2)      It can happen when we read prayers and the Bible with our children and spouse. Or in daily conversations as we eat and drive to school.
3)      It can happen during water cooler conversations at the work place with colleagues.
4)      When people prayerfully speak God’s truth in love from the pulpit, in class rooms and training workshops. When worship leaders lead us in worship grounded in Scripture. When pastors, teachers and evangelists model how to faithfully read and apply the Scriptures, we are equipped to serve others.
5)      Or when we follow up with new comers at the children’s library over lunch or invite guests on Sundays to our homes. Perhaps just over Kopitiam, when we discuss what we learnt during sermon and invite God into our conversations.

There are endless possibilities but what happens is the same: God’s people prayerfully speaking God’s word in love to someone else… That’s what the Holy Spirit would use to cause people to grow and bear fruit. That’s our core business. Everything else supports it.

Who will do the works of ministry?

If a guest walks in here and asks you: “Who is the minister around here?” How would you reply? What’s the correct answer: Rev Wong? Pastor David? But the biblical answer to “Who is the minister around here?” is: “All of us are. All of us do the works of ministry. All of us speak the truth in love”.

Yes, God has given some members of the church with the gift and responsibility to lead and equip God’s people. But look at verse 11: Equip them to do what? For works of ministry… For works of service… So who are the ministers? Only the pastor or teachers who do the equipping? Nope, a minister is a servant so all of us serve by doing ministry.

There is a die-hard belief that only full time, paid people have a ministry or only what happens on the pulpit on Sundays count as ministry or only “specially-called, specially-trained” people have a ministry. The main function for the rest of God’s people is to assist a few who can do “real ministry”. We support with our time, energy, prayer and finances so that full time, ordained pastors-teachers can do the really important thing.

But that’s not the model given in God’s word. Leaders equip God’s people to minister. God’s people do the ‘real ministry’ of speaking the truth in love to each other. Of encouraging and comforting each other. Of challenging and correcting each other. As members of the Body of Christ, we all have various spiritual gifts and roles that would enrich and are needed by others. The hand cannot say to the foot, “You don’t need me anyway so I can sit back, relax and enjoy the show”. The apostle Peter says: You are a chosen generation, a royal priesthood, a holy nation, a peculiar people so you could show forth the praises of him who has called you out of darkness into his marvelous light. We all are called and have ministry as prophets, kings and priests in the world.

For example, let’s imagine a discussion about the Children’s Library. Some people would look at it and say: “I’ve been around for four years. It’s wonderful to see so many families come to read and borrow books. But how do we reach them with the gospel? It’s just not happening yet.” Others look at it and say: “You know what we need first of all. We need to encourage and mobilize more people to support the work. Strategically, we need more librarians, story tellers and befrienders.”  Still other say: “But you know what’s even more important: Have we thought about children who cannot read or come from poorer families or with special needs? How can we serve them too?”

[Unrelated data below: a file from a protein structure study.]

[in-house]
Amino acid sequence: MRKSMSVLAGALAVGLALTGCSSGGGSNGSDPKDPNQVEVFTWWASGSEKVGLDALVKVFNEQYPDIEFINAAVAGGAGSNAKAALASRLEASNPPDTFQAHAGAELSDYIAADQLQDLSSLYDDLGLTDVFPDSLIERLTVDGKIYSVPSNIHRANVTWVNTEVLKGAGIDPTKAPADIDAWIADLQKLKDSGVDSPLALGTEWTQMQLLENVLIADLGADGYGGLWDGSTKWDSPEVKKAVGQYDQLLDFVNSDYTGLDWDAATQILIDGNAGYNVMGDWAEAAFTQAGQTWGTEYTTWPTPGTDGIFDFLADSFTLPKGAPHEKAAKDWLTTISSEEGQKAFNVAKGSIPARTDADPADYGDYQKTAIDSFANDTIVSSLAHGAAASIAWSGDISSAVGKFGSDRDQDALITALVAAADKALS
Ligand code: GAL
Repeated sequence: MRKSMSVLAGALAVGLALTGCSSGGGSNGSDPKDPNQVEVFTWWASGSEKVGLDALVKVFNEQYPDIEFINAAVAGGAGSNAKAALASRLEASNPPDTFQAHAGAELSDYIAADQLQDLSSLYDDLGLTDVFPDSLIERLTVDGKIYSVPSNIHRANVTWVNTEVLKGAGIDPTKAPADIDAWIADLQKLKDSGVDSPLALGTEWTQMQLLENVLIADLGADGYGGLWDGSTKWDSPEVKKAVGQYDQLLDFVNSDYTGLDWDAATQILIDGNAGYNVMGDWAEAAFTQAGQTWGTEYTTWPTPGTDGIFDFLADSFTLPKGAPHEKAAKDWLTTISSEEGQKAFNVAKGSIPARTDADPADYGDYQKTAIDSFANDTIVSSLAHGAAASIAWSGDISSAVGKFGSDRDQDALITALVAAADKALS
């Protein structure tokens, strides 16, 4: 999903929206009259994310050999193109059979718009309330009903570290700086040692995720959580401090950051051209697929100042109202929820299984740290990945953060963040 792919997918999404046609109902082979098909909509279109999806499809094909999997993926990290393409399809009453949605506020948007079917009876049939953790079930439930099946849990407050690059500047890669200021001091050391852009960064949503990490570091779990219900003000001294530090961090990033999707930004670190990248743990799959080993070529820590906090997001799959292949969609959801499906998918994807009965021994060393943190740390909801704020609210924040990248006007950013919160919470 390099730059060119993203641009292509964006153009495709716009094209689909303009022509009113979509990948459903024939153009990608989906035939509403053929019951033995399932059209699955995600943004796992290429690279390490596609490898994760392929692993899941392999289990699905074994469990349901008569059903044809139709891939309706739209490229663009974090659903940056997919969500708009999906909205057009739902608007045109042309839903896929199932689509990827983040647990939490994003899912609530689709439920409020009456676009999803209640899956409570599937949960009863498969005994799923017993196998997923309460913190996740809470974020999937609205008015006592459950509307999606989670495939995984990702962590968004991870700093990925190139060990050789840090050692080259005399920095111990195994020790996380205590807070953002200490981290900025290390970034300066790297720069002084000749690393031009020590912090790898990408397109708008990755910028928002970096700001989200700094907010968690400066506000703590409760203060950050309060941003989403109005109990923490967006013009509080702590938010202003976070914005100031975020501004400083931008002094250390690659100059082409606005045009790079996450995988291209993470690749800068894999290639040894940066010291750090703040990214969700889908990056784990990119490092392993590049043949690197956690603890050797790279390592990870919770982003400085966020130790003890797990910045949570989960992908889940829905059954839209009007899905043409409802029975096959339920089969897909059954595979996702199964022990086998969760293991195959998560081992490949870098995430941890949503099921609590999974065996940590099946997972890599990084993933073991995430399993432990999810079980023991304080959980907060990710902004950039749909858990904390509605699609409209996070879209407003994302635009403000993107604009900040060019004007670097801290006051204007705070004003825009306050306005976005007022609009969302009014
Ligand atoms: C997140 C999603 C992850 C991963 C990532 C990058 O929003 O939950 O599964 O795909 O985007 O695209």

If we are not careful, we may misunderstand each other: “That fella is always thinking about evangelism, what about serving the poor?” or “That fella is always thinking about social justice, but who’s going to do the work?” But in truth, each one has a unique perspective because the first person has a prophetic ministry (how can we evangelize?), the second person has a kingly ministry (how can we get organized strategically?) and the third person has a priestly ministry (how can we sacrificially serve others?) And we need all of three contributing to the same Children Library so it can be more effective in serving others and evangelize. And we need each other to make the best decision (blind spots). That’s why as part of the church membership class next month, Tom will discuss about how we can serve and use our spiritual gifts to build up each other.

If prayerfully speaking God’s word in love is what brings spiritual life and all of us are ministers called and gifted by God, how would that change the way we think about church growth?

Here are important mind shifts: It means our priority is in equipping people for evangelism and to make disciples, rather than running events, attending committee meetings, managing property or organizing programs. Yes, we do need to be responsible stewards of our resources and finances. But we cannot be so caught up in running programs and committees that we lose sight of our core business in making disciples. Rather than to start with gaps in our ministries and programs and see how people can fit into them, our priority is to start with people and where they are at; and then consider how we can help them grow in spiritual maturity and what gifts and ministries look like for them.

A newcomer (let's say, Wendy): She is a solid Christian, a teacher and has a passion for evangelism in her network of colleagues and students: “David - how can I serve?” Do we look around and see a gap in the worship/music ministry: “OK, you can plug the gap here?” Or do we see her gifts and encourage her to pursue evangelism? That’s the test. (Ministry Mind shift ppt

Lastly what is the goal of our ministry in CDPC Puchong?